On September 17, 2021, our friends and partners at the Patient Safety Movement Foundation are hosting this free virtual event that we hope you'll join:

#uniteforsafecare Virtual Event 2021

PSMF is hosting this event in conjunction with World Patient Safety Day, established by the World Health Organization to promote global action to prevent and reduce avoidable harm in health care. Please review some facts that the PSMF has shared about the need to improve patient safety.

If you can't attend the event live, the recording will be available on YouTube. I'll be taking notes that I'll share here in a future blog post.

The #uniteforsafecare virtual event has been approved to provide 2.0 continuing education credits for physicians (CME), nurses (CNE), pharmacists (CPE), certified professionals in patient safety (CPPS), healthcare executives (ACHE), certified professionals in healthcare quality (CPHQ), and patient advocates (BCPA).

Speakers include:

Tedros Adhanom Ghebreyesus


World Health Organization

Albert Wu

Professor of Health Policy and Management and Medicine

Johns Hopkins Bloomberg School of Public Health

Diane Perez

Medical Journalist

Univision, Galavision, Televisa

Nawarh Faran

Quality Management Coordinator

King Faisal Specialist Hospital and Research Centre

David B. Mayer

Chief Executive Officer, Executive Director

Patient Safety Movement Foundation, MedStar Institute for Quality and Safety

Listen to our "Habitual Excellence" podcast episode with Dr. Mayer:

An Auction to Support Patient Safety

The PSMF is running an auction to raise funds for their important work.

My co-author, Joe Swartz, and I have donated a signed copy of our book Healthcare Kaizen: Engaging Frontline Staff in Sustainable Continuous Improvements. Please bid today!

The winner also gets a 60-minute meet-and-greet Zoom meeting with the winning bidder" -- this can be a:

  • Presentation for your team or organization
  • A Q&A session with us
  • A conversation about your continous improvement efforts

World Patient Safety Day

Friday is World Patient Safety Day 2021 -- learn more about this via the WHO.

The World Health Organization defines Patient Safety as:

“the absence of preventable harm to a patient during the process of health care and the reduction of risk of unnecessary harm associated with health care to an acceptable minimum. An acceptable minimum refers to the collective notions of given current knowledge, resources available and the context in which care was delivered weighed against the risk of non-treatment or other treatment.”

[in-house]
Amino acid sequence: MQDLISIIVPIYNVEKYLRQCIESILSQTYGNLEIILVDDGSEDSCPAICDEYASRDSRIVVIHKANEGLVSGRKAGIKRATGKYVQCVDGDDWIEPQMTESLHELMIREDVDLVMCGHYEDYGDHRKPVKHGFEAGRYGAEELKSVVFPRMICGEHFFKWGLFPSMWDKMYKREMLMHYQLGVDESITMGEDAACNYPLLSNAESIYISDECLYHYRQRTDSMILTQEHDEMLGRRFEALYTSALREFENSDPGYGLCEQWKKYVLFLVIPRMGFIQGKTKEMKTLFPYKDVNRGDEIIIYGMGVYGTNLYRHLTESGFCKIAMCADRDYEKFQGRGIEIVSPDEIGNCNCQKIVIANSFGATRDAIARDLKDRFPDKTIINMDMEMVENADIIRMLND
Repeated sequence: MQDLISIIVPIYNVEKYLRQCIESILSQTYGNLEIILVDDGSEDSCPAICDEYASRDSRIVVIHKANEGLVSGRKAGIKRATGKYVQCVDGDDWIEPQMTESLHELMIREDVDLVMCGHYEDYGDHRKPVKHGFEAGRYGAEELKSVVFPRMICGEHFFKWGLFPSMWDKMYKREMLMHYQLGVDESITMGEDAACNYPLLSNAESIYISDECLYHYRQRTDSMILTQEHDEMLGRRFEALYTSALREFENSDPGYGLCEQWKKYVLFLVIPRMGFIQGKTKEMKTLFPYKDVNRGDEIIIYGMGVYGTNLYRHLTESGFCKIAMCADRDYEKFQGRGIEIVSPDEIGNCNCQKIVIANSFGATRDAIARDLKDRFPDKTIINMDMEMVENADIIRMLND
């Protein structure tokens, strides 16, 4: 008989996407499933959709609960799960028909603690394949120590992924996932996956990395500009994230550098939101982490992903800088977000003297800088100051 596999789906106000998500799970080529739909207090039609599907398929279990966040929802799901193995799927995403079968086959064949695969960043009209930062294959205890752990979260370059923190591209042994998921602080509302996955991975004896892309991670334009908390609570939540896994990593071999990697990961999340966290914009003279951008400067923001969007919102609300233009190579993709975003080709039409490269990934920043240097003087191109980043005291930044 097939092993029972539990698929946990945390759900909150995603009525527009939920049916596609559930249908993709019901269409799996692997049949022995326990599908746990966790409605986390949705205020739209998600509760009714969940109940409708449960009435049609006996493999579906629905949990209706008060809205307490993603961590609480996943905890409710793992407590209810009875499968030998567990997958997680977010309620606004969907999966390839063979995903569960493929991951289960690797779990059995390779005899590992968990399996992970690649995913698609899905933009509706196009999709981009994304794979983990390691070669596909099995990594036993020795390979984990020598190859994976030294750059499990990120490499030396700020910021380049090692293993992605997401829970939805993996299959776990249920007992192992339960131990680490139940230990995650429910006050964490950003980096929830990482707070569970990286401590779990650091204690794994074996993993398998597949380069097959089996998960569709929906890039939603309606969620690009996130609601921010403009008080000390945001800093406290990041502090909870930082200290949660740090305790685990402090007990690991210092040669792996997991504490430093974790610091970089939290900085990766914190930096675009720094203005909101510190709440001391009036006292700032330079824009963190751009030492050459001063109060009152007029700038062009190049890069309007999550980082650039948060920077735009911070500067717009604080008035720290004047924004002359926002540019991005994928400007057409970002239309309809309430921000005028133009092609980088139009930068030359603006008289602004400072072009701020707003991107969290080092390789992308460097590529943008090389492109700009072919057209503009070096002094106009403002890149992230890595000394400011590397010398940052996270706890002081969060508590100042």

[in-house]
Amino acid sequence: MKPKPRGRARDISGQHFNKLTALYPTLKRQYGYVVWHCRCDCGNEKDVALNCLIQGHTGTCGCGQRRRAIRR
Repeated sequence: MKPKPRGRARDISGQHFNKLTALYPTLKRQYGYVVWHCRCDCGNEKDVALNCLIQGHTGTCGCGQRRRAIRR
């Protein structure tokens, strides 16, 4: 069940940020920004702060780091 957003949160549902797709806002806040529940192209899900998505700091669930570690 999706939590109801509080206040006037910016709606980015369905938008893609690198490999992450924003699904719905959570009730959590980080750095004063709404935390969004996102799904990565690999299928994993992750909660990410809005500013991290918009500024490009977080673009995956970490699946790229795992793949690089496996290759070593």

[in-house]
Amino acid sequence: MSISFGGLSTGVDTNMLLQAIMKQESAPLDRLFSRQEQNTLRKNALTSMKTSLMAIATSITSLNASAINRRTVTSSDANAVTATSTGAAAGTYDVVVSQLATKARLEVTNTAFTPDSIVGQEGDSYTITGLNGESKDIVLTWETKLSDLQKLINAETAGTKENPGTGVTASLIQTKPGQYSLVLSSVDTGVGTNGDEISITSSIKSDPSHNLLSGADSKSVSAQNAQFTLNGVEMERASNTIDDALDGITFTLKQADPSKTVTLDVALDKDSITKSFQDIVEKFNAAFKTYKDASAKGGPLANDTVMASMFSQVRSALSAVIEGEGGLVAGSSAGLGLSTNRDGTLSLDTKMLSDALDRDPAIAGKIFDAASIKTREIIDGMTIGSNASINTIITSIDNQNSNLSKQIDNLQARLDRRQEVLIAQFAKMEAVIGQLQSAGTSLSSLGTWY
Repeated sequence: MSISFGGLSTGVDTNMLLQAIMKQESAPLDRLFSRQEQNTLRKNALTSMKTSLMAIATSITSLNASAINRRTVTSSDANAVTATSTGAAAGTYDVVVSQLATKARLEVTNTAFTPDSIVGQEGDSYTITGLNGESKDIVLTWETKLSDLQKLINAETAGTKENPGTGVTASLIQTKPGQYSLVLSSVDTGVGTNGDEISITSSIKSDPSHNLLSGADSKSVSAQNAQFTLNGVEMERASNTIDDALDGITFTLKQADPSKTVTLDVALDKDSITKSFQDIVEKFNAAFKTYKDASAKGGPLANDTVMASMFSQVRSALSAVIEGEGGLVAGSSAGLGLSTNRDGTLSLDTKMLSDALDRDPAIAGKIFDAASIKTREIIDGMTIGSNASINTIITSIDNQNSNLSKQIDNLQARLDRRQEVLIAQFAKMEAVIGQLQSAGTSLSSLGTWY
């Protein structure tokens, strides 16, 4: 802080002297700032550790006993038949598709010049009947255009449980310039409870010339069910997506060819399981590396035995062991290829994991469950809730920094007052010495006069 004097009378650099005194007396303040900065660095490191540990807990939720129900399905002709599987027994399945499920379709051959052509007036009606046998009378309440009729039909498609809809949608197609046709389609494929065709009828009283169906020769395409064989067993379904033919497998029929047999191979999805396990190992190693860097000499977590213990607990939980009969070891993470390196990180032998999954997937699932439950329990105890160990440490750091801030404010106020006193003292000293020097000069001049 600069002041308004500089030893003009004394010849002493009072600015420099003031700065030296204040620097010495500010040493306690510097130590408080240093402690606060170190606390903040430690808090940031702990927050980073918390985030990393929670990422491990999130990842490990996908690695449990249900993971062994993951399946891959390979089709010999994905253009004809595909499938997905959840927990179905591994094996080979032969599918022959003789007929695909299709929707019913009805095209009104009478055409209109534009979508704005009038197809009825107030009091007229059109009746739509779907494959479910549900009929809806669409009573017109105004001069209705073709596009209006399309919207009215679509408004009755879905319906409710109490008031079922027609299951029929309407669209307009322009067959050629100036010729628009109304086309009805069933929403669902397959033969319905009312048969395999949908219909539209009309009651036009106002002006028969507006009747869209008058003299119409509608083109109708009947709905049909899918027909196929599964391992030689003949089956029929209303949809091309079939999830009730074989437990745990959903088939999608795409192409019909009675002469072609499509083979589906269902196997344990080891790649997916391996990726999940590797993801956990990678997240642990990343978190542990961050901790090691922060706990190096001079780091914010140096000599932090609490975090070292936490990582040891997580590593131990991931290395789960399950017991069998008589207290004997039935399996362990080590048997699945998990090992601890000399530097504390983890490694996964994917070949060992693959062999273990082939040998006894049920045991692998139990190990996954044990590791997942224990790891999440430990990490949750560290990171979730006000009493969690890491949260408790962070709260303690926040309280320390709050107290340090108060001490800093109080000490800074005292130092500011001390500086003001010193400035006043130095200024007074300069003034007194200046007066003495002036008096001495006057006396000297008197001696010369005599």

The objectives of the day, as stated by the WHO are:

Objectives of World Patient Safety Day 2021:

  1. Raise global awareness on the issues of maternal and newborn safety, particularly during childbirth.
  2. Engage multiple stakeholders and adopt effective and innovative strategies to improve maternal and newborn safety.
  3. Call for urgent and sustainable actions by all stakeholders to scale up efforts, reach the unreached and ensure safe maternal and newborn care, particularly during childbirth.
  4. Advocate the adoption of best practices at the point of care to prevent avoidable risks and harm to all women and newborns during childbirth.

Please watch this video (as shared by the PSMF) from our friends and partners at The Leapfrog Group:


Safety is Paramount to Us at Value Capture

At Value Capture, we believe that patient safety should be a precondition for all of our work. We recognize the need to improve patient safety each and every day, as we shared last year in this video:


Working toward ZERO

We all recently got these spiffy "ZERO" hats that are sold by the Patient Safety Movement Foundation.

The ZERO can stand for:

  • ZERO harm to patients
  • ZERO harm to caregivers
  • ZERO preventable errors
  • ZERO "naming, blaming, and shaming" when an error occurs
  • We've been sharing photos on social media, and here's a collage of our team members sporting our caps:


We hope you'll join us -- on Friday and beyond -- as we continue to work really hard to work toward the "theoretical limits of performance," meaning ZERO harm. We'll get there one step at a time, one improvement at a time, and one culture shift at a time.

More On Preventable Medical Harm

Here is an infographic that was created by the Patient Safety Movement Foundation:

Understanding-Medical-Error-Infographic-28 (1)

Courtesy of The Patient Safety Movement Foundation

Submit a comment